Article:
Saturday, 14 November 2009

TJV: Artemis Ocean Racing Takes a Pounding but Decides Against Pit-Stop

Sidney Gavignet on board Artemis earlier in the race. Image copyright Sam Davies/Artemis Ocean Racing.

by Tim Kelly and Camilla Green

The storm-force conditions (55 knots of wind and boat breaking seas overnight) have inflicted further damage to Artemis Ocean Racing.

Sam called the shore team at 1030 GMT this morning to report: “We have lost a mainsail batten (third down from the top) which flew out of the sail, the third reef pin on the boom has gone and our main Iridium satellite phone handset is broken – either water-logged or from the shock of the boat pounding through the waves.”

None of the damage is terminal but the loss of the mainsail batten will compromise their race performance, and with 75% of the race remaining, Sam and Sidney considered making a pit stop at either the Azores (300nm upwind) or Madeira, 400nm to the south-east. However, Sam called the shore team at 1700 GMT this afternoon and confirmed Artemis Ocean Racing would not stop:

“We did consider a pitstop either in the Azores or Madeira as now we have a list of problems and we know we are not going to sail the rest of the race at 100% all the time because of that. But we’ve now had a look at it and think we can do a better repair at sea and although we will lose some time, we won’t lose as much as if we deviate to Azores or Madeira. So we’ve taken the decision to carry on - a little bit handicapped but knowing that we are probably not the only ones in the fleet who are struggling a little bit.

"Right now, we’re still in 40+ knots of wind so we can’t do anything to start the repairs but the wind should ease off quite quickly tonight. So we’re eating and sleeping so we’re ready to attack the repairs as soon as the conditions will let us do that and we should be up and running and back on the right route tomorrow morning.”

Artemis Ocean Racing is in 11th place having covered nearly 1,000 miles of the 4,730-mile race to Costa Rica. Sam continues: “It’s been a full Atlantic winter storm and the size of the waves are absolutely massive. You couldn’t see that last night because it was pitch black and you couldn’t see anything because of the spray. It was only this morning when you realised how mountainous the waves were. The wind strength in itself is impressive when you have over 50 knots because it’s not something you see very often but the thing that is really dangerous is the waves.”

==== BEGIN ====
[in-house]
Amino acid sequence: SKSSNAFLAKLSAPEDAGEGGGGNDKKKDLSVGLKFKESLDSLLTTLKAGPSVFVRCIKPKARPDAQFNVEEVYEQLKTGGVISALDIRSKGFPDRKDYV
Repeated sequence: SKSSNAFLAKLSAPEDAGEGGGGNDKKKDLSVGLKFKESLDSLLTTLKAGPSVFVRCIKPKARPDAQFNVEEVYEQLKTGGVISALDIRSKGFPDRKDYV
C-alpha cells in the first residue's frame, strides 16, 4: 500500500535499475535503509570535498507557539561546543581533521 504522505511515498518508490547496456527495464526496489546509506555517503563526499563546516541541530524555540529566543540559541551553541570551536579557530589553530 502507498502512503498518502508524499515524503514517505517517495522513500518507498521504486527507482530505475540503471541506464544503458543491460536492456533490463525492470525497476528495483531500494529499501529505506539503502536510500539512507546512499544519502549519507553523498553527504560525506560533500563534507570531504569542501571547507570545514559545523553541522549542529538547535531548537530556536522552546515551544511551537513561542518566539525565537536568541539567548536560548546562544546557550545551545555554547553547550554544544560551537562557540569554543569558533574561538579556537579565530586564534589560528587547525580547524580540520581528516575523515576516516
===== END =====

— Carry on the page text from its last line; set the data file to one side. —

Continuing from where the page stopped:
Others in the IMOCA 60 fleet are not faring well either with the worst news coming from the BT IMOCA monohull which activated its distress beacon having suffered major damage to the coachroof following a night battling it out in fierce seas and winds reaching 60 knots at times. The skippers, Sébastien Josse and Jean-Francois Cuzon, are in regular contact with the Race Direction team as a rescue operation gets underway. Sam commented: “It’s always the same when you hear that another competitor is in serious trouble and especially when we heard this morning about BT and although we’re having our own problems, they suddenly seemed insignificant compared to what Jo Jo and Jeff [Sébastien Josse and Jeff Cuzon] are having to go through. You fear for their safety as even if they are fine their boat is dangerous, and we’re in the right place to know what they are going through. It’s pretty heinous even when your boat is in one piece, as Artemis is, and going along safely, it still feels dangerous.”

It has also been confirmed that Veolia Environnment (Roland Jourdain and Jean-Luc Nelias) are also heading to the Azores to try and repair damage to their mast track – the same damage incurred by Brit Air in the opening stages of the race that resulted in their retirement. Damage to other boats is expected to be revealed over the coming hours as well.

Once the IMOCA fleet has got through this latest storm, conditions will moderate a little. The fleet is starting to converge again, with all the southern fleet heading west now, and the middle pack heading south-west. The middle group has got into some north-west winds which means they are reaching along, and rather than doing 11 knots they are doing 16-18 knots in the right direction! This is where these boats can press an advantage today. Currently it looks like the middle route has been the way to go, with the extreme northern or southern boats not making an impact.

Artemis Ocean Racing
Transat Jacques Vabre

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